That’s not to say that the apps contest is the only way you can do this. Sunlight, for instance, has a network of developers working on its 50 State Project that have come in largely independently from the Apps for America brand, and instead come from holding hackathons at O’Reilly conferences, and code sprints at other conferences due to the great organizing work of James Turk who doesn’t get nearly enough credit for the hard work he does there.

    The difference between the 50 state project and the apps contest model is really one of cost: Sunlight’s had to spend a lot more staff time on the 50 state project than it did on any of the Apps for America’s. Incentivizing with dollars can often be cheaper than incentivizing with time.

    After you have a community — you’ve got to find a place to put them, and usually a Google Group and a GitHub account will do. The challenge moves from acquiring developers and getting them excited about your issue to finding things for them to do and keeping them engaged. For many organizations, the whole point of this is so that they can have a community that can be a source of free labor. Here again, they run into a tempting trap. While that community may want to volunteer for the organization, if they implement a volunteer-like, top-down structure on their community they’re going to end up losing a lot of value.

    Instead, it’s important to understand that most of the ideas exist outside of the organization. In the case of Sunlight Labs, for instance, we’d never have thought to build a Federal Register 2.0, or build an amazing interface like Jeremy Ashkenas’s know-thy-congress.com. In addition, for Sunlight, because they’re largely grant funded they’re limited in the amount of non-direct funded work they can do. So the outside community actually has a lot more flexibility and creative power than the inside.

    So the role of a leader in this community needs to be, at this phase, keeping people inspired, connected to the organization, and driving connections to each other. I did this at Sunlight by bringing up, shortly after the second Apps for America contest the wiki bid on Recovery.gov, the 50 State Project, and the Great American Hackathon.

    Of the ideas at Sunlight that probably have the most potential for impacting these communities, I think the Great American Hackathon is the one that falls under the radar. There’s a lot to be learned there. Actually my wife’s idea, it was largely modeled after her work at MoveOn.org on the MoveOn Bake Sales of 2003/2004 and a way to discover local leaders. It’s largely how we found (and then hired) Jessy Cowan-Sharp who has been an incredibly talented organizer in the space.

    Once those folks are identified, it ought to be the role of the umbrella organization to build up those local leaders, provide for them a platform to build their own selves up (so they can be discovered) and drive people to them. That’s the last criteria: local discoverability. There are networks waiting to be tapped into, and probably thousands of developers who want to work on this but I think, especially where the national open government community falls down is in identifying and supporting local leaders, rather than competing with them.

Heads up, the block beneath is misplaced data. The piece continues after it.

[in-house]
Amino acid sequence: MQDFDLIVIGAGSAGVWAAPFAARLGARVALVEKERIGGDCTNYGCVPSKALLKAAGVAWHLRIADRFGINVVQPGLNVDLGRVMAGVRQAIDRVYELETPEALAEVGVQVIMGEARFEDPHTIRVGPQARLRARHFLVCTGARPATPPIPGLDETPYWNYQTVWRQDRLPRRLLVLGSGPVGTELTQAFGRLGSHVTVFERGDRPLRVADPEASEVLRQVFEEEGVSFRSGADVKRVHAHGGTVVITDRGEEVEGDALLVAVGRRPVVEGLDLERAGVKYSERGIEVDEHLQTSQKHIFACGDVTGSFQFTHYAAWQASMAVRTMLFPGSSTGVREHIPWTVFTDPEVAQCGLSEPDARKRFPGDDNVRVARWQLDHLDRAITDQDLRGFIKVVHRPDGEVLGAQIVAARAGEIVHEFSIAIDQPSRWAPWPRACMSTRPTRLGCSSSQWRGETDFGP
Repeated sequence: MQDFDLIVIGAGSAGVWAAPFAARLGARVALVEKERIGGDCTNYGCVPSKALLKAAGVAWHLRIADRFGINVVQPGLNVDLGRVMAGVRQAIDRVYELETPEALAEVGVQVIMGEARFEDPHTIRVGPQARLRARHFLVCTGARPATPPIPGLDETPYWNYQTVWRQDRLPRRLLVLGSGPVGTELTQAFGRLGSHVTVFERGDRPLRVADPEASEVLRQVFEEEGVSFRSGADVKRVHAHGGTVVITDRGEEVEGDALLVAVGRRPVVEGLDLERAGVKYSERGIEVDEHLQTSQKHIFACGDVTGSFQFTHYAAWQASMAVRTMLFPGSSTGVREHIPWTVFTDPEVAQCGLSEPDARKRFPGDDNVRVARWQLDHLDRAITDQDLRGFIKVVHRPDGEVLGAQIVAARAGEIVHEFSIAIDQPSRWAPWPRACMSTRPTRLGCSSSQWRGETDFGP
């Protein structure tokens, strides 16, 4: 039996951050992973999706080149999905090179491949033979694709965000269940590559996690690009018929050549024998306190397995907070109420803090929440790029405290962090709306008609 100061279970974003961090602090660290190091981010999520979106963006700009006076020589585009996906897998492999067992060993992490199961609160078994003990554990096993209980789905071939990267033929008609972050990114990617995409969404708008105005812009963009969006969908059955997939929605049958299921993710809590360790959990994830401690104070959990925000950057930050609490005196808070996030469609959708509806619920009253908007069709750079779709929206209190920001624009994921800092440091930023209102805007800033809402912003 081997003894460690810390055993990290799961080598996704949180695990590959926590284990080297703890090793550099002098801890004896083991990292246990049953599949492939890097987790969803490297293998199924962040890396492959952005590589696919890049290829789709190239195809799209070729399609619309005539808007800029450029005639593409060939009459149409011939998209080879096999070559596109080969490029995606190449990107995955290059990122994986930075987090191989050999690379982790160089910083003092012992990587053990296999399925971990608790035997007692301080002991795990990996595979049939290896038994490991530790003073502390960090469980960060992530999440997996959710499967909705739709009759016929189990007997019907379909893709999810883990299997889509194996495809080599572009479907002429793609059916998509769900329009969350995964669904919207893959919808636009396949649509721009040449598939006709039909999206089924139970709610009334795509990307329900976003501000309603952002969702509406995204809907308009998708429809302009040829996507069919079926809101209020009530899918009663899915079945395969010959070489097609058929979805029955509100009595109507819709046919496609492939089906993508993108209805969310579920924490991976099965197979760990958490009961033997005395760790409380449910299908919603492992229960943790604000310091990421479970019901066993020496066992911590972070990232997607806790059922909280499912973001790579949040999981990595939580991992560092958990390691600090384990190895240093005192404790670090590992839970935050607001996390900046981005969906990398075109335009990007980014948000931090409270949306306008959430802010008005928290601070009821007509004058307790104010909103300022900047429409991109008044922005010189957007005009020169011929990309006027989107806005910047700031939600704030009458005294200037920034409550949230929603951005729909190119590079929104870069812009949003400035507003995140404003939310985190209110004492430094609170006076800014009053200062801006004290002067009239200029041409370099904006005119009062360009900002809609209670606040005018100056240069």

From an organizing standpoint, there’s still much to learn from political organizations. My colleague and friend from the Dean campaign, Michael Silberman said it best in noting the Dean campaign’s service oriented model: “The supporters dealt with us like they did with Maytag.” When building a community, the best thing you can do is provide them with big picture inspiration, identify the acolytes and evangelists for that vision, and connect them to the people around them.

  • http://www.fusedlogic.com Walter Schwabe

    What Clay said…

  • http://www.sunlightlabs.com Tom Lee

    I think Clay has stated most of what needs to said. For Sunlight, Apps for America has been an incredibly useful tool for assembling a community of talented and civic-minded developers. We’ve got several members of staff who were introduced to the organization in whole or part through A4A (including myself); there’s the example of GovPulse/federalregister.gov; even some of the Chicago Tribune’s news apps team came together through A4A.

    To some extent I think that Apps for America plucked some low-hanging fruit, taking advantage of a backlog of developers who were looking to make a positive difference. There’s still plenty of potential there — the response that Code for America has received is proof enough of that. But many of the people who found this scene through A4A have begun working on problems that are too big for a contest. And with so many contests happening, it’s getting harder to attract a critical mass of talented participants.

    I think the slides from the EPA webinar — many of which were composed by Sunlight’s Jeremy Carbaugh –do a great job of explaining what’s required for success when running a contest. Much of the recent conversation about app contests has been about “sustainability,” but to me the real shift has been from making apps that demonstrate *potential* to ones that have genuine *meaning*.

  • http://www.data.gov/communities/node/81/blogs/4920 george

    Nice session Ethan and Alex! Sorry I missed it live – I really appreciate the work and efforts of all the folks featured in this session and the commenters :)

    We’d love to get some feedback regarding the recent HHS/CMS publication of Clinical Quality Linked Data on health.data.gov, of Todd Park’s Health Datapalooza this past 6/9.